Only a fool rides a horse into the night. For this woman, I am that fool.
— Kadem Gasinar-Mordan
Linsan tried to find a comfortable position on a heavy canvas bag. The fragrant perfume from the contents rose up around her with every shift of her body. She wasn’t entirely sure what was inside the bag, only that Maril said it was a dried vegetables medley used for soups. Occasionally, when she found a new position, she got hints of onions and garlic.
She squirmed for a moment and then tried to convince herself to sleep. Every time she closed her eyes, though, her thoughts began to spiral into despair as she thought about how far ahead her quarry was.
With a groan, Linsan rolled over and tried to find a new position to sleep. She tried pushing the contents of the bag around to adjust but the bag remained an uncomfortable lump digging into some part of her body.
On the other side of the wagon, Maril let out a loud snore. She had three blankets on top of her and another two wrapped around her feet. One hand was wrapped around a short knife and the other on a metal bar.
Linsan sighed miserably. It was near midnight but she couldn’t go anywhere with Maril sleeping. No matter what she did, the wagon wasn’t moving until morning.
Every hour the older woman slept was one more hour that the murderers got ahead. Every minute Linsan wasn’t rushing forward, they were going ten times as fast. In their car, they could easily travel a hundred leagues in a day where she could only do a dozen. The wagon wasn’t much better, even with the increased comfort.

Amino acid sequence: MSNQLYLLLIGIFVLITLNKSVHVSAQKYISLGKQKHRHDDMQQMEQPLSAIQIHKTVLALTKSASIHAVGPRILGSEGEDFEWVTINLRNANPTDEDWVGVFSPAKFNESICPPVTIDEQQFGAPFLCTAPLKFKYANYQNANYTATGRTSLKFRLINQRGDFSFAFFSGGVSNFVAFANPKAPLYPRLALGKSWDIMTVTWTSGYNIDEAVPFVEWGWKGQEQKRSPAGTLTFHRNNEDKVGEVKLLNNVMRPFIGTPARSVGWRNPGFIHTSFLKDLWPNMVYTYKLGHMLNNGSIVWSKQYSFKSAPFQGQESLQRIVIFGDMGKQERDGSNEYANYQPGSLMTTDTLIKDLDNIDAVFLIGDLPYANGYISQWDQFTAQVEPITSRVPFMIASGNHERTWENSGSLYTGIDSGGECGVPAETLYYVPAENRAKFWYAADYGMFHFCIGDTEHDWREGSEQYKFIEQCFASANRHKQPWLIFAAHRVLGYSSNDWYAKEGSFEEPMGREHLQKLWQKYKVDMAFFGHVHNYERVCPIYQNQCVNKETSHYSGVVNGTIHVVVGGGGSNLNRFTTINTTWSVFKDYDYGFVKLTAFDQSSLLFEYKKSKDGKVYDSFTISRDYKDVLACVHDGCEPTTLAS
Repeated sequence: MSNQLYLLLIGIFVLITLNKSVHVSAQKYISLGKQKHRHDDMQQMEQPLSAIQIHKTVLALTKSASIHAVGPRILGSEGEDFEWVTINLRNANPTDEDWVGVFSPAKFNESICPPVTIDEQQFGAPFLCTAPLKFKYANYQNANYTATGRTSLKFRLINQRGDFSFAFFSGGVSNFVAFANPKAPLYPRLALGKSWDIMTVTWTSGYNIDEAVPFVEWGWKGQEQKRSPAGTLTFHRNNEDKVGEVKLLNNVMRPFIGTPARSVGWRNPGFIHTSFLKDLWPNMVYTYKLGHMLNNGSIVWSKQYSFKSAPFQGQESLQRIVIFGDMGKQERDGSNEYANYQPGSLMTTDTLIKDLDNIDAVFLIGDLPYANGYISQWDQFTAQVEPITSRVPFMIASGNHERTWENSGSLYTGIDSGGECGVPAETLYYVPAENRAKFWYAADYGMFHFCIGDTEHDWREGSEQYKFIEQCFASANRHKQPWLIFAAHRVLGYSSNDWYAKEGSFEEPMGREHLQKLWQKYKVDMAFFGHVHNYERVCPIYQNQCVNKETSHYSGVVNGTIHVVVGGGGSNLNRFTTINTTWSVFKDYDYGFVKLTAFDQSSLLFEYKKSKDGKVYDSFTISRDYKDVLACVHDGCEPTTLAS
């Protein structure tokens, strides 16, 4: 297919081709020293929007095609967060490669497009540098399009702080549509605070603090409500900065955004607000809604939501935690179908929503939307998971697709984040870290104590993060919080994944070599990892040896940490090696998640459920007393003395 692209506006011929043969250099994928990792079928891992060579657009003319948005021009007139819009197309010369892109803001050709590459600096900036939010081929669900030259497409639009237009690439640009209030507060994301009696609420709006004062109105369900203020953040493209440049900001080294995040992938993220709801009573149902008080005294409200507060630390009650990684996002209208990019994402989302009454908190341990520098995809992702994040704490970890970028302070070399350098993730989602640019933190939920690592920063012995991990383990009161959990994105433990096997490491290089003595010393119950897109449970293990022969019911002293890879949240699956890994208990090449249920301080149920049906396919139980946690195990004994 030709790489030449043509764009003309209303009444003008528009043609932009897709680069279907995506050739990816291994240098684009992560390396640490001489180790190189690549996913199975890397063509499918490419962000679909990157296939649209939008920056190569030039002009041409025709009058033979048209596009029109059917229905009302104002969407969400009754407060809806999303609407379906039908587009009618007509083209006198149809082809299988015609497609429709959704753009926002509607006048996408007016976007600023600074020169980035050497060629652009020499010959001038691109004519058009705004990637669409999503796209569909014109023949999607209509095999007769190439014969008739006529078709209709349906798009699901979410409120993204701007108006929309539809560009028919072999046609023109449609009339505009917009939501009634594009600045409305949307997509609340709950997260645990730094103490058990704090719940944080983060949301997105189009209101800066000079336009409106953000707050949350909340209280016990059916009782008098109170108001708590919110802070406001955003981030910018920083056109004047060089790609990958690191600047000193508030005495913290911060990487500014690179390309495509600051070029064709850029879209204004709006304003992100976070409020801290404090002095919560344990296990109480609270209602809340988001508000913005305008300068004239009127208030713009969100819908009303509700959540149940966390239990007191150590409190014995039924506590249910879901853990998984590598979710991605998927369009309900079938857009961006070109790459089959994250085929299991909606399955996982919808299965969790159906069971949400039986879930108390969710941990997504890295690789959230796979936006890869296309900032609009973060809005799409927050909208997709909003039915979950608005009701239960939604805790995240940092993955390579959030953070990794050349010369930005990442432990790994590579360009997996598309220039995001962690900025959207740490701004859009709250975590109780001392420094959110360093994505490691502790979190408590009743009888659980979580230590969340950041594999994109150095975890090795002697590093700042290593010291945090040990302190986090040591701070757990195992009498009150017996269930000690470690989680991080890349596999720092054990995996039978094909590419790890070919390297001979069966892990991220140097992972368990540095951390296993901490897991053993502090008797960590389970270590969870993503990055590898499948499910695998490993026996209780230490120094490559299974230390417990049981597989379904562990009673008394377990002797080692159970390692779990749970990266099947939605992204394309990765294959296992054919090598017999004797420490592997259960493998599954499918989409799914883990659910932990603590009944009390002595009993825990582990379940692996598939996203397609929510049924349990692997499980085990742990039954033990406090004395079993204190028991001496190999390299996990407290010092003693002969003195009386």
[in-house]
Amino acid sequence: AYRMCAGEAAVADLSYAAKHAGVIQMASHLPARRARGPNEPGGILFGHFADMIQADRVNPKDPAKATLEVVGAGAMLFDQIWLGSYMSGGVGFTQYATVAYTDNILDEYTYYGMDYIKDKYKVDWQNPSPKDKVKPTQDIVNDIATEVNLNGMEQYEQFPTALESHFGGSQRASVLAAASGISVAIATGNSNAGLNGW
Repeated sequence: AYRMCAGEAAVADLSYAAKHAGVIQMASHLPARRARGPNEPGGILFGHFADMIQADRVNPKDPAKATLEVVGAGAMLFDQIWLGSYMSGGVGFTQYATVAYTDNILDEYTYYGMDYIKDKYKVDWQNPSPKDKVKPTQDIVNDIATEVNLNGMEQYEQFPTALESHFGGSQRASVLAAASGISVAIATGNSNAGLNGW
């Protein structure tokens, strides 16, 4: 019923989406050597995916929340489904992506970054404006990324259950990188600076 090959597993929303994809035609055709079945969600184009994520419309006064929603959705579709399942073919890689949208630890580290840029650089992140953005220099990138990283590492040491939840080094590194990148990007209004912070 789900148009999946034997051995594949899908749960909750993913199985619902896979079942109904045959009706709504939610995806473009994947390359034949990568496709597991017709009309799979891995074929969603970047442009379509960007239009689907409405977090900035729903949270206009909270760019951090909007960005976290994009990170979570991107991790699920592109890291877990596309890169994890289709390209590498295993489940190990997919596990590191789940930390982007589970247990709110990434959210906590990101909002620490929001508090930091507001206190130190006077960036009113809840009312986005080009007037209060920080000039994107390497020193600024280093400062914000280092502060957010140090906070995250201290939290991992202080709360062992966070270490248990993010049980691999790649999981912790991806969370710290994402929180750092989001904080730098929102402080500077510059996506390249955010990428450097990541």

Nothing would let her catch up.
Tears threatened to rise up. She fought them, not willing to break down.
With her throat dry and her chest aching, she looked around for any comfort. Spotting her case, she reached down and picked it up. The leather scraped against one of the bags. Pulling it into her lap, she wrapped her legs around the base and pressed the head against her belly.
She bowed her head. Taking a deep breath, she let the smells of wood stain, dust, and oils fill her lungs. The comforting smells of an old instrument pushed back the growing despair.
Tightening her grip, she rocked back and forth.
Why wasn’t she giving up? Why couldn’t she just turn around and head home? She knew her parents would understand. No one would blame her when she walked back into the house.
Linsan let out a long, shuddering breath.
She would know that she had given up.
After so many years steeping in the history of her family, so many visits to the ruins of the workshop, all the music, playing, and seeing her family being worn down, she couldn’t give up.
She pressed her lips against the violin case. “I can’t,” she whispered. “I can’t. Even if it takes me years, I can’t give up on you.”
She wasn’t sure if she was talking to her mother, father, or both. Her thoughts were too confused. For all she knew, she was calling out to Palisis or Duncan’s spirit.
Wrapping tighter around the case, she closed her eyes tightly. “I can do this, right?”
No answer came.
She gulped and took a deep breath. “I can do this,” she whispered. Her voice cracked as she realized she was lying to herself.
“I can do this, right?”
“I can do this.”
Her chest ached. She wanted to burst into tears.